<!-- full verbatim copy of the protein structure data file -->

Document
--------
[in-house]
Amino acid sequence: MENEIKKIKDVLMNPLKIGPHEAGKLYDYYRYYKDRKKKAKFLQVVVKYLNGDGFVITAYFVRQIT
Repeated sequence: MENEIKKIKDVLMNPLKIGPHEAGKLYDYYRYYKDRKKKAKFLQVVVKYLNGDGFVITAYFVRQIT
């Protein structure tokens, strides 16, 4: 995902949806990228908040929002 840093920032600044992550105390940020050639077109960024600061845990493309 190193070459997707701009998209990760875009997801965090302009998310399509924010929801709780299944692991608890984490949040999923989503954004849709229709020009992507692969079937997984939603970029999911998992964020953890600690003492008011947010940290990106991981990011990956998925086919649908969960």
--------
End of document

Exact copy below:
[in-house]
Amino acid sequence: MENEIKKIKDVLMNPLKIGPHEAGKLYDYYRYYKDRKKKAKFLQVVVKYLNGDGFVITAYFVRQIT
Repeated sequence: MENEIKKIKDVLMNPLKIGPHEAGKLYDYYRYYKDRKKKAKFLQVVVKYLNGDGFVITAYFVRQIT
């Protein structure tokens, strides 16, 4: 995902949806990228908040929002 840093920032600044992550105390940020050639077109960024600061845990493309 190193070459997707701009998209990760875009997801965090302009998310399509924010929801709780299944692991608890984490949040999923989503954004849709229709020009992507692969079937997984939603970029999911998992964020953890600690003492008011947010940290990106991981990011990956998925086919649908969960």